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Abu Dhabi Photo Journal

Listen, despite nearly getting arrested at the airport, Abu Dhabi was actually one of my favourite cities I’ve ever photographed. Specifically, the Sheikh Zayed Grand Mosque was an architectural photographer’s dream. 

After the airport fiasco, I took a bus to the Mosque, which lies roughly 15 minutes outside the city centre by bus. Upon arrival, it was apparently the first time it rained in Abu Dhabi in years! And of course, the same thing happened to me in Qatar last February, exactly a year prior. After I got off the bus, I met a group of Germans, and I actually hung out with them during our 14-hour layover! Turns out, we were on the same flight from Bangkok, and their flight was just an hour earlier than mine.

After free entry, women were given head coverings and men who wore shorts were given the traditional Arab garb, the kandora. Upon sight, the Shiekh Zayed Mosque is an extravagant work of architecture, glistening with white, even in the somewhat dull grey weather. On the bright side, the clouds made for great photos!

Constructed between 1996 and 2007, it was designed by Syrian architect Yousef Abdelsky. It’s decked out with luxurious gold accents, striking white marble, and blue motifs provided by the pools of water surrounding the building. It’s almost unreal how pristine it was in real life; despite millions of visitors, it looked like it was untouched!

The Mosque itself can accommodate almost 41,000 (!) worshippers and isn’t just considered a popular tourist spot. Also, before you go, make sure to see what poses you can’t do; I did an “arms spread out” pose and a security guard made me delete the photos (and from my deleted photos folder). I then realised “Hm! This can be interpreted as representing Jesus in a Mosque, bad idea.” You won’t get arrested for it or anything, but just do some research. I did eventually sneak in some arms spread out poses.

We walked around the Mosque quite a few times, admiring new details with every look. Turns out, the SZGM has the world’s largest carpet, made in Iran, and it weighs 35 tons, or 70,000 pounds (31818 kg).

Although I was initially going to take a bus to Dubai for the day, I’m glad I didn’t. I always like going to the less touristy spots (even if AD is still touristy), and while Dubai is full of superficial maximalism, I feel like I wouldn’t have gotten the same taste of Arab culture as I did in Abu Dhabi.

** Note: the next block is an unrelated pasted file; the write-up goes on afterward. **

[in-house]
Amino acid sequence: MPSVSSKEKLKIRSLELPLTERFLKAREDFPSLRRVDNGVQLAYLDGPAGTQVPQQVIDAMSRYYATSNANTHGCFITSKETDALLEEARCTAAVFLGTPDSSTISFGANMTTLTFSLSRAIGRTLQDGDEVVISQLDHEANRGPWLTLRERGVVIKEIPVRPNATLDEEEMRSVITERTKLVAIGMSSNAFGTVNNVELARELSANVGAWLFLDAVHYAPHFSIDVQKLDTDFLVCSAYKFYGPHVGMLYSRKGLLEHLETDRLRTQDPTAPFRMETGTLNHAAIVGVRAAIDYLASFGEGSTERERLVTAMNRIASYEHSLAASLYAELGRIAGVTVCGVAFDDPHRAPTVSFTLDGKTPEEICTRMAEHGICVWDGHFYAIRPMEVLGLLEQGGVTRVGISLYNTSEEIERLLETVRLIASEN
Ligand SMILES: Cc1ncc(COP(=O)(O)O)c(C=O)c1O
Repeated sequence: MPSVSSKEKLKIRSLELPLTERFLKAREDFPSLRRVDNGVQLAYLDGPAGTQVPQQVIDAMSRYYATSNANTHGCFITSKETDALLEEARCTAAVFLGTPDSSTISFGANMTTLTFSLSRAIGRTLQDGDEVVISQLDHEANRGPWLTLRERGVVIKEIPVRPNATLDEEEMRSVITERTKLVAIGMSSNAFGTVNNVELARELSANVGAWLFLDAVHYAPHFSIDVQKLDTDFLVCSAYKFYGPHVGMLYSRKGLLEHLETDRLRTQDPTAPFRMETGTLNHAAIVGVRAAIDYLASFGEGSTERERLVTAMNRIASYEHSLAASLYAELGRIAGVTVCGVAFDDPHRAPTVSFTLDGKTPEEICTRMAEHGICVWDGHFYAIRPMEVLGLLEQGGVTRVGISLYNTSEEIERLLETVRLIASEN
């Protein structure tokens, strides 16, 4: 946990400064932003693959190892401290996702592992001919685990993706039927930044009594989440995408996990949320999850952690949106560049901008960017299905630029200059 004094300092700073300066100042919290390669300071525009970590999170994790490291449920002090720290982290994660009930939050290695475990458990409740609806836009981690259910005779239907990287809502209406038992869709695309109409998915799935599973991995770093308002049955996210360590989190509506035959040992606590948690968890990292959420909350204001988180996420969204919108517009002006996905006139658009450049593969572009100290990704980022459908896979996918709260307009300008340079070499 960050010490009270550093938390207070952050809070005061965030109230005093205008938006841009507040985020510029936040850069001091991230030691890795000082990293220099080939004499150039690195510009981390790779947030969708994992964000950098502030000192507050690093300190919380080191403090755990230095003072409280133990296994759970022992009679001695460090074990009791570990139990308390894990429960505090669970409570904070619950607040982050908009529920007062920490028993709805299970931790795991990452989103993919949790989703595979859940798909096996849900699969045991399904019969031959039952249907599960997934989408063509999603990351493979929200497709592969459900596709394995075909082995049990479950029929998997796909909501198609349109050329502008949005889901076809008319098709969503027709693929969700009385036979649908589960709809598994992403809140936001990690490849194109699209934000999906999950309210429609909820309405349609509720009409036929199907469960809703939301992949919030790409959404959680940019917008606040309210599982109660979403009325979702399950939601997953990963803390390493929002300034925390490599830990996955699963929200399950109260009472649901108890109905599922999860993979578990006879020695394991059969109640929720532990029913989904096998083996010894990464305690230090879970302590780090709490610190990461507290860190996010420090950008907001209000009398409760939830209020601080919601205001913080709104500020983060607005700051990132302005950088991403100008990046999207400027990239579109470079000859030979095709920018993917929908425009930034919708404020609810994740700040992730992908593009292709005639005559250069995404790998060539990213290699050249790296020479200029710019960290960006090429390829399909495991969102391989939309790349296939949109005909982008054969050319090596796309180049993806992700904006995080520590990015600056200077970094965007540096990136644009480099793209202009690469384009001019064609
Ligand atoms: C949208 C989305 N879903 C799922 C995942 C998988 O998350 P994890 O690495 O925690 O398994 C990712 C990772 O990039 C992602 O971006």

The chandeliers in the SZGM were imported from Munich, and covered in millions of Swarovski crystals

I’ve always admired eastern architecture more than western. As much as I love European cathedrals, they all get quite familiar after a while. Every Mosque and Wat (Buddhist temple) I’ve seen has been completely different in architecture, interior, and feel. I feel like Eastern architecture is a lot more adventerous as well; even the skyscrapers I’ve seen in Macau, Doha, etc were completely unlike anything I’ve ever seen.

There’s something about the UAE that’s always intrigued me. Just 30 years ago, it was desert, and with the oil boom, it sprouted into one of the world’s richest and prosperous countries. I’m very curious as to how they did everything at such a rapid pace. My Emirati friends back in Edinburgh told me that their cities are unrecognisable from ten, or even five years ago. Would Abu Dhabi be the same if I come back? Would I see the same buildings and shops I saw with my friends? That’s one thing I appreciate about Edinburgh. Even if I come back in 50 years, it’ll largely stay the same.

After the Mosque, the Germans and I headed into the city centre, where honestly, there isn’t much to do for a day, especially if you’re on a budget. If you do have a budget above a 19-year old at the end of a trip (read: more than £3) then you can

  • Go to Yas Island where a Ferrari-themed amusement park, Ferrari World is located
  • Shop at the Marina Mall
  • Go to the Louvre! Yes, Abu Dhabi has their own Louvre
  • Go to the Abu Dhabi Guggenheim. If you can’t go to NY or Paris, Abu Dhabi has it all!
  • Take a Desert Safari Day Trip and ride camels, bash sand dunes, and see an Arab belly dance for $60-100. I was going to do that, but I knew I had Iceland coming up, which was going to financially wreck me (and it did).

We mainly ate shawarma and hung out at the beach and watched a beautiful sunset. Speaking of shawarma, I feel like it gets no love in the US/UK and honestly, it’s a crime that they’re as slept on as they are.

The sunset made me think in all the chaos of the day, I was blessed to have gotten through customs, meet new friends, and hang out in the UAE! How cool is that?? Did I ever think I’d be hanging with 25-year-olds in the Middle East at 19? Nope! This age did come to a disadvantage, as we tried going to bars, but I couldn’t drink because I’m underage. I could hear America laughing at me from 8,000 miles away.

Arabian Nights (1974)

Overall, I liked Abu Dhabi, but after the SZGM, I got pretty bored. I think I’d spend 3 days here, max. However, it was one of the most unique cities I’ve ever visited, and I’m so, so happy I did. I think about how many countries I wouldn’t have seen if it weren’t for long layovers. Let this be a lesson, if you see a flight with a long layover, take it, it’s a free trip! Also, I still haven’t seen Dubai, so I guess I just have to come back to this fascinating country someday. This time, I will not leave any antibiotics in my pocket!

 

Cheers,

Elijah

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